I’m an amateur sound guy. On the weekends I do the sound for a church with a small band – Drums, Bass, Acoustic guitar, a couple of vocals, and electric guitar on a good day. I know as much as I need to know to keep the band and the congregation happy. I’ve never studied audio. I listen to MP3s and I don’t like records.
So when I was invited to a Digital Console Showcase in a nearby church where they would be comparing the sound quality of the mixers in a blind test – I figured I would barely notice any difference, unless the quality of a mixer was really bad. Well, it turns out that I can hear the difference between the mixers – and that my observations were pretty much on par with the group. I’m on the lookout for a 16 channel digital mixer.
Here’s what we did. We had a set wave file with lots of different types of music and speech in a short clip. We had each listened to it beforehand. Then, the file was played at nominal gain with no tuning through five different desks: the Roland M200i, the Behringer x32, Midas m32, Yamaha QL5, Soundcraft Performer SI2, and Allen & Heath’s GLD 80 – though only the operator knew which mixer was number 1, 2, 3, 4 or 5. Predictably nobody really noticed a difference between the desks (or at least consistently across the group) and neither did I.
The next step was to play with the EQ. The sound file was then played through the mixers with different eq settings. +10dB @5k Q1, +10dB @1k Q2 and finally +10dB @150 Q1. We listened to see which mixers gave the most musical or transparent results for the increase in gain. At this point i started to notice differences in the sound between the mixers. I could swear that the EQ change on the first mixer had a much harsher effect. In the 1K test the fourth desk sounded awful – and I knew by the reactions of those around me that I wasn’t wrong. Sadly, we were told later that there was an error with that mixer in that test.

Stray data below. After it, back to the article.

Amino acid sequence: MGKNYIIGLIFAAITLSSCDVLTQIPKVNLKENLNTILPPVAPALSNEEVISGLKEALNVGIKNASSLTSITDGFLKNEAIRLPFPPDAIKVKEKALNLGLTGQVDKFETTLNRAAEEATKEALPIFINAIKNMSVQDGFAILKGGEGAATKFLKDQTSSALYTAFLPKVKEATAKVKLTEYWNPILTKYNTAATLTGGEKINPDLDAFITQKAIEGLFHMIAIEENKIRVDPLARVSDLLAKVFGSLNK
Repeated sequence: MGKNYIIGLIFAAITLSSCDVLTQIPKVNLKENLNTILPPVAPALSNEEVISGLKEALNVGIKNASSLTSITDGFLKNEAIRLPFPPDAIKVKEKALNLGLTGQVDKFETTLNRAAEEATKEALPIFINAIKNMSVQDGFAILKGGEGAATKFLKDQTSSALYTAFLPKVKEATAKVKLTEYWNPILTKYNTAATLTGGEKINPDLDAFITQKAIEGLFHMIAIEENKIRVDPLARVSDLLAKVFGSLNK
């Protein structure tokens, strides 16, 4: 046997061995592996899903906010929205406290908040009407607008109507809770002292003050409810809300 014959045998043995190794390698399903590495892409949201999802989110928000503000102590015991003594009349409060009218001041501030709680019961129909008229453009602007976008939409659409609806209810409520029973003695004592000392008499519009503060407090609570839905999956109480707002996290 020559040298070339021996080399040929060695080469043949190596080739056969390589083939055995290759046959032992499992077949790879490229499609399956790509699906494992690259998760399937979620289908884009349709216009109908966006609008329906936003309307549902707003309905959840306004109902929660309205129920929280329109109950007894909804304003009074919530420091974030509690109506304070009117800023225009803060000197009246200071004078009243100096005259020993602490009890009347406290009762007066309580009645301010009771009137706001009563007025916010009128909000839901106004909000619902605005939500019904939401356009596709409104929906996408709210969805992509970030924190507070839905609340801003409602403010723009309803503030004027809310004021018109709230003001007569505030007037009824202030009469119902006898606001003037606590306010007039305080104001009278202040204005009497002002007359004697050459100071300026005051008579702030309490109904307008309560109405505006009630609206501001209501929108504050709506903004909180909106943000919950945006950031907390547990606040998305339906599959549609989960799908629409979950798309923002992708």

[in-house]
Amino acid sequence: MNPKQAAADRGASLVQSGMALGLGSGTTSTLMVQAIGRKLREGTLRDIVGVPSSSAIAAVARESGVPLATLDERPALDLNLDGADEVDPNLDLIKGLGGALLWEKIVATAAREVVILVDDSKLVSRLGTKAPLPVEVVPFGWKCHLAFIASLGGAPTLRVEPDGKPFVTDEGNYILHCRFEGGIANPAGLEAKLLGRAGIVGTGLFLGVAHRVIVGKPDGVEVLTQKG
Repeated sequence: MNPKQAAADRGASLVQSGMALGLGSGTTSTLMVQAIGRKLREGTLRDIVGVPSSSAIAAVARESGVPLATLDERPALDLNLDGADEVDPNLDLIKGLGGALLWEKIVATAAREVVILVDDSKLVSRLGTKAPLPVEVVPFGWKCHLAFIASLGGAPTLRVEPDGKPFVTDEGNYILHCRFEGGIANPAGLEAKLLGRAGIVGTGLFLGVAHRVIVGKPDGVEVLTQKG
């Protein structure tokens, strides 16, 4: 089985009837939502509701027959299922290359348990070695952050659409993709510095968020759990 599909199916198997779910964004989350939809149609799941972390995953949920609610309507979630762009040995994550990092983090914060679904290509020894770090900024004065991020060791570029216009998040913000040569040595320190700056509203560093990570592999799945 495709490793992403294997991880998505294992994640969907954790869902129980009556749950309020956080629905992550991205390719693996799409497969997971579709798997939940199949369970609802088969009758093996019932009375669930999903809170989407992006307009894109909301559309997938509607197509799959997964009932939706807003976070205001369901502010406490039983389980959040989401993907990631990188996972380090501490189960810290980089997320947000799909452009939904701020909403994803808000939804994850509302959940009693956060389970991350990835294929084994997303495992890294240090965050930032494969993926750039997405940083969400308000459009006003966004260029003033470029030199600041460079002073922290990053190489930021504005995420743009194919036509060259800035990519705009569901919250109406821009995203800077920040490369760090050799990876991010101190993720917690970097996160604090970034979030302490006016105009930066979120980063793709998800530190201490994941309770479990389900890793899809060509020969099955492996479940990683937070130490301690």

Lastly we listened to the track with heavy compression. 5:1 Attack 15mS Rel 100mS reducing 10db. In this test I could definitely hear that some mixers just didn’t do a great job of compressing the sound without altering it.
The results were surprising to me. For example the Behringer x32 performed quite well – about on average with the other mixers – proving that the inclusion of Midas pre-amps with the mixer have made a big difference given the company’s less-than-satisfactory reputation for audio quality. That said, most people (except me) noted it sounded poor in the compression test. Maybe that’s something I need to listen out for more.
No desk stood out particularly above any other, and (if you exclude the botched 1k test results) no desk stands out as particularly poor either. Here they are:
As a point of interest we listened to the sound file played through all 5 mixers with the gain pushed to solid red. Needless to say, they all sounded bad, and it wasn’t really a very measurable test anyway.